When the dust settles the government will likely consist of the SPÖ and ÖVP, but this does not imply smooth sailing for Austria or Europe. Debates within Austria, on everything from banking to immigration, will require careful consideration and policy choices within the country will necessarily produce international ripples.

While Austrians have enjoyed high standards of living and low unemployment rates throughout the financial crisis, the country has by no means remained immune. In particular the comparatively large banking sector is struggling. Experts agree that there are too many Austrian banks that, instead of consolidating, have expanded in Eastern Europe and even the Caribbean including small regional banks that are now in trouble. Throughout the crisis the government has already spent one billion euro to save the Österreichische Volksbanken and has nationalized others. The most troubling case is that of Hypo Alpe Adria which may cost Austrian tax-payers up to seven billion euro. All together, rescuing banks could cost more than ten billion. These dimensions have caused unrest among strong private investors. A proposal to adopt a model similar to that used in Ireland to restructure banks has met with disapproval . The grand coalition, responsible for bank rescues may be forced to change its tune. Financially Austria cannot afford perpetual bailouts without risking a downgrade of its sovereign bonds and electorally, as yesterday’s results prove, neither can the SPÖ and the ÖVP. Both want to disclose the real dimension of the banking crisis after the elections. 

Similarly unpopular is the government’s support of the crisis-hit countries of Europe. In 2012 and 2013 the Austrian contribution to the European Stability Mechanism was 900 million euro, an unpopular choice among voters. This support helps the Eurozone remain intact, yet it has already proven costly for the grand coalition. Staring down the might of a strong Eurosceptic voice in parliament the government may have to consider altering its course. (Should an alternative coalition form government the policy on such payments will certainly change.) Austria’s economic growth and stability depend upon the economic health of its neighbors, so the government’s will to save those economies is understandable. They must now, however, address the alternative presented by the Eurosceptic parties.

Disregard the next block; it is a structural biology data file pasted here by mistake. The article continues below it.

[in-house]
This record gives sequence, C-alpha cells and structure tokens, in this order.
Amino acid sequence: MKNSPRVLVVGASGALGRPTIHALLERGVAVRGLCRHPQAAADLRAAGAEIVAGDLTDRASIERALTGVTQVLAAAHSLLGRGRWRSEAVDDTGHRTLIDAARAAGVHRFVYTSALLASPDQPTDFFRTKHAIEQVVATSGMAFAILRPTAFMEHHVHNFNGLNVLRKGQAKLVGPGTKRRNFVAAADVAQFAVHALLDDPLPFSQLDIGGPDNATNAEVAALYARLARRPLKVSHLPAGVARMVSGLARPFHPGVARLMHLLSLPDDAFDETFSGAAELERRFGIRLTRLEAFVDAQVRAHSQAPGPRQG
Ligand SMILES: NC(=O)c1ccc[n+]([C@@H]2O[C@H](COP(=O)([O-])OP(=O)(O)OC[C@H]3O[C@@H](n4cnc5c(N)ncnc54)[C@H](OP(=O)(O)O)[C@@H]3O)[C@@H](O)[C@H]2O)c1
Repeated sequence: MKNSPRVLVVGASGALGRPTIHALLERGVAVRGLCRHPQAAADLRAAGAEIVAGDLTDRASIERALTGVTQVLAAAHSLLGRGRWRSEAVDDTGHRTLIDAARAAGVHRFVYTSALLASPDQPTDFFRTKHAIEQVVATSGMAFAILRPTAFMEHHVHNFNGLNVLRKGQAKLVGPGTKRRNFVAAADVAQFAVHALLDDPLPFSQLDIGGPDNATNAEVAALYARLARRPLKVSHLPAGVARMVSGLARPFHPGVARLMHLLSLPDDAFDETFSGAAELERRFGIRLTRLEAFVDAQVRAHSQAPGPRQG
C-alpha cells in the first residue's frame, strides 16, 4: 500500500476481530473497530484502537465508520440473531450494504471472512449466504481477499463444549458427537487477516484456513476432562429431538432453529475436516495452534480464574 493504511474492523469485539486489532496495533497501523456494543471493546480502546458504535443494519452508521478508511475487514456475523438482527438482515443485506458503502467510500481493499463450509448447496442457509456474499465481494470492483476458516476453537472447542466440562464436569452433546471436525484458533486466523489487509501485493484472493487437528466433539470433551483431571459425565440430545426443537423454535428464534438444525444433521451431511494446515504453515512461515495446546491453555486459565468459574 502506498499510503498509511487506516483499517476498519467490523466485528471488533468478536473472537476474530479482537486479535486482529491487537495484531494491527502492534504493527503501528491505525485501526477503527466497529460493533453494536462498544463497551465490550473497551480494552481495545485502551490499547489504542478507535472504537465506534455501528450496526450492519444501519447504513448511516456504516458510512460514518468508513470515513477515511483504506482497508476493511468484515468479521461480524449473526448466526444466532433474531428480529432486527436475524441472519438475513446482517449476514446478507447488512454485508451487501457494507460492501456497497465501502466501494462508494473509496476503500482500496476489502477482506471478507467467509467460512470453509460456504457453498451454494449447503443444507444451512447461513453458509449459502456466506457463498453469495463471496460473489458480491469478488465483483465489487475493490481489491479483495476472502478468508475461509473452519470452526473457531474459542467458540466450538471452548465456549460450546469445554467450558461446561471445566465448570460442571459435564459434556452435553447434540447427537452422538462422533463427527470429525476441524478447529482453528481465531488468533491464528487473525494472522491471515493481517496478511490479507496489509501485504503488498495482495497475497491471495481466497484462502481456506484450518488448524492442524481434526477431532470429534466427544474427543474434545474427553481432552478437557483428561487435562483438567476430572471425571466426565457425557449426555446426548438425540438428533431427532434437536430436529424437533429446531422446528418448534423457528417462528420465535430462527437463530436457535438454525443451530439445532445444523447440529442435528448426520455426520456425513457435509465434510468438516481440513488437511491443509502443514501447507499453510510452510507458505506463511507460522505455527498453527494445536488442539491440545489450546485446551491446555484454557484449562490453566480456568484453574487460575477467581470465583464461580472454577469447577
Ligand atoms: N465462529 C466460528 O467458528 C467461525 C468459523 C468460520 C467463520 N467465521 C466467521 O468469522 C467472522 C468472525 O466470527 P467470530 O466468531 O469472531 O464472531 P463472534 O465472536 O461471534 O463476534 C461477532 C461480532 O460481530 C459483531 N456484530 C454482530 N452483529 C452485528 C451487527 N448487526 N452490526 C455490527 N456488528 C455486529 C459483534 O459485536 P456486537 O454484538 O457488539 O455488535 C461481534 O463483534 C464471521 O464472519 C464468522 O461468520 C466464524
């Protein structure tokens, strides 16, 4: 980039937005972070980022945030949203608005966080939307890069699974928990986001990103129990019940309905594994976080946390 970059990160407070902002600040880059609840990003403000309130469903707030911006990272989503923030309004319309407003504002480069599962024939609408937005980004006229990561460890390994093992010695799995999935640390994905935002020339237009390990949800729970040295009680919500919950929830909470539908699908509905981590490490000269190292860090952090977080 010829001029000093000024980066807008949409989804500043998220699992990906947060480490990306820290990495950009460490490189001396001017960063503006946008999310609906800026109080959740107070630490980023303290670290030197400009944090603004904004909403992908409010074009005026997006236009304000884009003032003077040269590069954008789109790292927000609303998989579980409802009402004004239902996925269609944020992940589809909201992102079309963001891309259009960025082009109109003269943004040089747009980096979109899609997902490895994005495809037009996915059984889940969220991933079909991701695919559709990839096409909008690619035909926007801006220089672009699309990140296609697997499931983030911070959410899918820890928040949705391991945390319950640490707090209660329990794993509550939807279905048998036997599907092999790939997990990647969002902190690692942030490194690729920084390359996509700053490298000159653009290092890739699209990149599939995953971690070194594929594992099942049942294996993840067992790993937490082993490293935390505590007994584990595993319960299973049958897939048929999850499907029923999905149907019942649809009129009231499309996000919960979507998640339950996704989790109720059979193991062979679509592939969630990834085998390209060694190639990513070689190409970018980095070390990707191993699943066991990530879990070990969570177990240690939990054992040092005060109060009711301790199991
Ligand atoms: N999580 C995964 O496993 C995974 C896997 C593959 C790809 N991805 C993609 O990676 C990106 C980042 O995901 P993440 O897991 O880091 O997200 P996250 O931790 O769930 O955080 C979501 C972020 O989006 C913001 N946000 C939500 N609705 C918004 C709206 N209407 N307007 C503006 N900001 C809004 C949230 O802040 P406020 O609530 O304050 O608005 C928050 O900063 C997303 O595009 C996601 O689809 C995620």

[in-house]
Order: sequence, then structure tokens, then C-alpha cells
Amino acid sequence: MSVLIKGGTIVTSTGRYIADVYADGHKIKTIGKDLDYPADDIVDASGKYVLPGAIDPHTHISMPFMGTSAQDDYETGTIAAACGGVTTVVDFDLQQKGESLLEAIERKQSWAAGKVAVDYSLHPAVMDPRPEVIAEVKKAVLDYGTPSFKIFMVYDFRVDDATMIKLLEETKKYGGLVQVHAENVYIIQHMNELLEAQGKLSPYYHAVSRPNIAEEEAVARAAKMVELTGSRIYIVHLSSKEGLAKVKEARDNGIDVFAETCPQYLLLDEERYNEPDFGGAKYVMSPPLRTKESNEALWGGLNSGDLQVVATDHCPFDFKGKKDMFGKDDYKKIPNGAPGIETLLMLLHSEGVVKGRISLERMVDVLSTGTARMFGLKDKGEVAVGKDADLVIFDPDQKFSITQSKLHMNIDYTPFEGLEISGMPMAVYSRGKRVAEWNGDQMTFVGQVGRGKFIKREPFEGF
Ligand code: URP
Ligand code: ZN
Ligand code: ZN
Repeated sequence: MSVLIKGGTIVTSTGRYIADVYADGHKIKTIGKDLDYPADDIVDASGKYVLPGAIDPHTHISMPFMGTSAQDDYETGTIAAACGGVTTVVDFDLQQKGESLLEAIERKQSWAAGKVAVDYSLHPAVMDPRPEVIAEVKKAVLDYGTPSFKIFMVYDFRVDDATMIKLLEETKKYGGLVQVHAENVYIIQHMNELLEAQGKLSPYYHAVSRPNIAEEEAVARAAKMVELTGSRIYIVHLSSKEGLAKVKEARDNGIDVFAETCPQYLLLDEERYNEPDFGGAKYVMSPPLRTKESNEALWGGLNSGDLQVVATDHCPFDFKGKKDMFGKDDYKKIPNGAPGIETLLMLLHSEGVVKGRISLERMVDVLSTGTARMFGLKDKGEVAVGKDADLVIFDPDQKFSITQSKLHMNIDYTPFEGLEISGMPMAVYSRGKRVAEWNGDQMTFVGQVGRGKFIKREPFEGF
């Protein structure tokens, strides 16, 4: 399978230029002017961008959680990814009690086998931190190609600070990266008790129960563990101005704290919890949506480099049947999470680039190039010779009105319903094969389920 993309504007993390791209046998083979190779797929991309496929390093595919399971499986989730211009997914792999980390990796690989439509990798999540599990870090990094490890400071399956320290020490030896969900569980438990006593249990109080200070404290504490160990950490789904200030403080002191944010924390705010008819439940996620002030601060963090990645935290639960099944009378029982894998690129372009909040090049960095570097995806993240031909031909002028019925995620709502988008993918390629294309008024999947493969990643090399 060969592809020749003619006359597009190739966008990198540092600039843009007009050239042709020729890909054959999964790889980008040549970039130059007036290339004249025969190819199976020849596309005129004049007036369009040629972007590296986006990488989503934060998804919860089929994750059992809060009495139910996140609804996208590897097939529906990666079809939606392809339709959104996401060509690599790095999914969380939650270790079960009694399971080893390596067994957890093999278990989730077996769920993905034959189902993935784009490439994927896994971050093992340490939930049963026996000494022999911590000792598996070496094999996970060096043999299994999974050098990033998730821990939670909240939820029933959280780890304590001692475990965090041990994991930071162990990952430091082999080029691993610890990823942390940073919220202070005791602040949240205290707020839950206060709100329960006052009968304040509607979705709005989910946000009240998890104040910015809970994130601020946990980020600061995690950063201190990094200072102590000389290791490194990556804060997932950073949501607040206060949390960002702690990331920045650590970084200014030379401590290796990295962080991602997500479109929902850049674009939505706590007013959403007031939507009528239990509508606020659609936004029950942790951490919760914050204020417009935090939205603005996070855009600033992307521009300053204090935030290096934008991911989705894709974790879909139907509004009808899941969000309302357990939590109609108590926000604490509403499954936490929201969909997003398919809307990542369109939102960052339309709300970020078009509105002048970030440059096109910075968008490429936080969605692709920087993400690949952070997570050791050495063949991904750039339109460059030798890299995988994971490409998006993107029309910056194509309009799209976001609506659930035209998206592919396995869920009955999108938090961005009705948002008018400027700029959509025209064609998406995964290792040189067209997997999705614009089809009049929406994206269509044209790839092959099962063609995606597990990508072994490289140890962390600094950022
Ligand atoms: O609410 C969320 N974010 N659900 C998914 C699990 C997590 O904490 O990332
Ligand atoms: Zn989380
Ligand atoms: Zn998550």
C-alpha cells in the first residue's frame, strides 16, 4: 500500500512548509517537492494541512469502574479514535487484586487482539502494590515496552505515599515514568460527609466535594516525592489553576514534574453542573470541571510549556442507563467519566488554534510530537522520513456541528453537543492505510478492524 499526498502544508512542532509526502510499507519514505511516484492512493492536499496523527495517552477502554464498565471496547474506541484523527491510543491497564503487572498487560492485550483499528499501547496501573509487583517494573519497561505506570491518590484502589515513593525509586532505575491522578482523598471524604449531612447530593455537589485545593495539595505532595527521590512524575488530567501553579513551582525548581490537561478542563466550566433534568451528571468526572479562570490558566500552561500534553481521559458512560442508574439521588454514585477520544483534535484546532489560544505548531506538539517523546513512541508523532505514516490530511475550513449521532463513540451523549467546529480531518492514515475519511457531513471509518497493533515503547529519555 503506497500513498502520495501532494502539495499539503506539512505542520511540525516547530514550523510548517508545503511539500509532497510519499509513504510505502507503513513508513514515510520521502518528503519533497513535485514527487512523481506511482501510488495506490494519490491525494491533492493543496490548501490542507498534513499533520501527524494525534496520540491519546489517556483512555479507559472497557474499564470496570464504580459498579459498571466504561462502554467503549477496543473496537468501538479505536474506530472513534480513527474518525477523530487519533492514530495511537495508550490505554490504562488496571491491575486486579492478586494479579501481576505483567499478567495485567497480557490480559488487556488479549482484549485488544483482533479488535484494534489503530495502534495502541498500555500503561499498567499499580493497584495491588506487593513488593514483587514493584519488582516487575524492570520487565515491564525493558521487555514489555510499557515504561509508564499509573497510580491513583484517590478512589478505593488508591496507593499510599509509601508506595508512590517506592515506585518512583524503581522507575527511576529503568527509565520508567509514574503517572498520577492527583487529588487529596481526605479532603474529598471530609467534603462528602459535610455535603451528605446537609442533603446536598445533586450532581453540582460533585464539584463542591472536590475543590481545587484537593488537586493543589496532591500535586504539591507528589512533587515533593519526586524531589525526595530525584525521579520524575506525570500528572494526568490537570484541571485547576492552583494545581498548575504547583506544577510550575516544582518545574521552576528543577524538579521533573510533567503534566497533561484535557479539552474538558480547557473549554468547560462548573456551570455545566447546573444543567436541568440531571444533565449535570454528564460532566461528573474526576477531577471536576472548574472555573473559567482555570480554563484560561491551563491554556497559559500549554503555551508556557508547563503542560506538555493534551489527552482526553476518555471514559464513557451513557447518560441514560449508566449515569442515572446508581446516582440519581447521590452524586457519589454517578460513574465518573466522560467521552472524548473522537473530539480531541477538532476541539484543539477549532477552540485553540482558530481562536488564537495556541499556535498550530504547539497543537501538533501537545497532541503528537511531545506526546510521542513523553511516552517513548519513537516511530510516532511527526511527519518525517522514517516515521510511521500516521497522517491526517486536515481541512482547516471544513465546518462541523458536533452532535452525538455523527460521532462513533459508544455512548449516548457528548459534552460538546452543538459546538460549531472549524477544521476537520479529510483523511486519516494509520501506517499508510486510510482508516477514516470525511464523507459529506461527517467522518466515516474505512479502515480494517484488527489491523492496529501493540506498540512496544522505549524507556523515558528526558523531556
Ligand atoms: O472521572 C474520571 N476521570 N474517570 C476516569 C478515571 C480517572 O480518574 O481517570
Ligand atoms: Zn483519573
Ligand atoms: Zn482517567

Migration policy is another important issue in this post-election landscape. In recent years migration policy has become stricter. A law introduced in 2006 created more stringent requirements for residency, and was another addition to Austria’s strict immigration policy. The grand coalition has been hard on immigration, but the electoral gains made by the FPÖ also suggest a radicalization of voter opinion. With an expressly anti-immigration policy, the FPÖ attracts votes from those whose main concern is an influx of immigrants and the perceived threat to job security. Internationally Austria’s immigration policy has drawn some fire, particularly due to the slow processing of asylum applications. In a Europe of open borders migration policy will remain front and center, and should we see a coalition of ÖVP, FPÖ, and Team Stronach form government the adoption of harsher regulation can be expected. Questions of immigration will also remain central as long as Turkey’s membership in the EU is in limbo.

Environmental policy played no significant role in this election. Of the parties contesting the election only the Greens truly made an issue of the environment (winning approximately 11.5 percent of the vote it seems that it is not an important issue for the majority of voters). Although the environment may not have been in the spotlight of the election, it is not absent from the discourse. Both the SPÖ and ÖVP include it in their programmes, with the ÖVP making more concrete promises, including a global climate treaty. At the European level such promises may be appealing to neighbors – like Germany – given that there is political consensus about the necessity of the, “Energiewende” – the transfer to renewable energy. International environmental initiatives could create opportunities for innovation and economic growth. Unlike the SPÖ and the ÖVP the party programme of the FPÖ makes no reference to the environment. With ever more analysts claiming that European wide initiatives are crucial to the success of an Energiewende, the general lack of interest shown by Austrian parties may lead to tension at the European level.

Very much like Germany after the elections, Austria will have to address tough decisions that so far have been delayed in the fields of the Euro-crisis, its own banking-crisis, and energy policies. But whereas in Germany a grand coalition may form that would face a small left-wing opposition in parliament (and the fallback option of a left-of-centre majority), Austria will most likely see a weak grand coalition facing a strong populist right-wing opposition (with a right-of-centre fallback option).

Keine Kommentare:

Kommentar veröffentlichen